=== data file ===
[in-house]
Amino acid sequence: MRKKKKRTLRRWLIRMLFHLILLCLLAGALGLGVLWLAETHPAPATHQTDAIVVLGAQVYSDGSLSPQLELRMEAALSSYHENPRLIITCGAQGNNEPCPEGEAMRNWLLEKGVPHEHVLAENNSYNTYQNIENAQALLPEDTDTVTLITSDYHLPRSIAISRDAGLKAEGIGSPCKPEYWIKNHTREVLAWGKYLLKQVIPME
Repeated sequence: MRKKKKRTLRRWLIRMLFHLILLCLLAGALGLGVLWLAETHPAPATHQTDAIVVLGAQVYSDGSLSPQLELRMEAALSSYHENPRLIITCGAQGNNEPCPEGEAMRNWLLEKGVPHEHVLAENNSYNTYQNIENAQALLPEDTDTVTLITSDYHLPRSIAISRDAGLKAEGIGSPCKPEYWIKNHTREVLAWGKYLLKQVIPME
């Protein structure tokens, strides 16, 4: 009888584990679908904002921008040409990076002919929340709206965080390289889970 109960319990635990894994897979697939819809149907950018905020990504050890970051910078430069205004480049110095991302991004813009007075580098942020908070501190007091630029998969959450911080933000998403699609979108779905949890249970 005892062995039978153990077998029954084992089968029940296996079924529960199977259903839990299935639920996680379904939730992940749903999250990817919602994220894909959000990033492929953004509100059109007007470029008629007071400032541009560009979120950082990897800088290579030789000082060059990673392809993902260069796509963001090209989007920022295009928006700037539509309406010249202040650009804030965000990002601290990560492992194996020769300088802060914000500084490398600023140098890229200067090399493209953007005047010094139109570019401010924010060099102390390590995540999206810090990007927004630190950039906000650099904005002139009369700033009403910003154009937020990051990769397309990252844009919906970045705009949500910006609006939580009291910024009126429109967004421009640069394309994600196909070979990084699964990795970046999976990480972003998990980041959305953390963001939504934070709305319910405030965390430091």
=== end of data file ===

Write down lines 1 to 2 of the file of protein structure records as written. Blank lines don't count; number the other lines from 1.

[in-house]
Amino acid sequence: MRKKKKRTLRRWLIRMLFHLILLCLLAGALGLGVLWLAETHPAPATHQTDAIVVLGAQVYSDGSLSPQLELRMEAALSSYHENPRLIITCGAQGNNEPCPEGEAMRNWLLEKGVPHEHVLAENNSYNTYQNIENAQALLPEDTDTVTLITSDYHLPRSIAISRDAGLKAEGIGSPCKPEYWIKNHTREVLAWGKYLLKQVIPME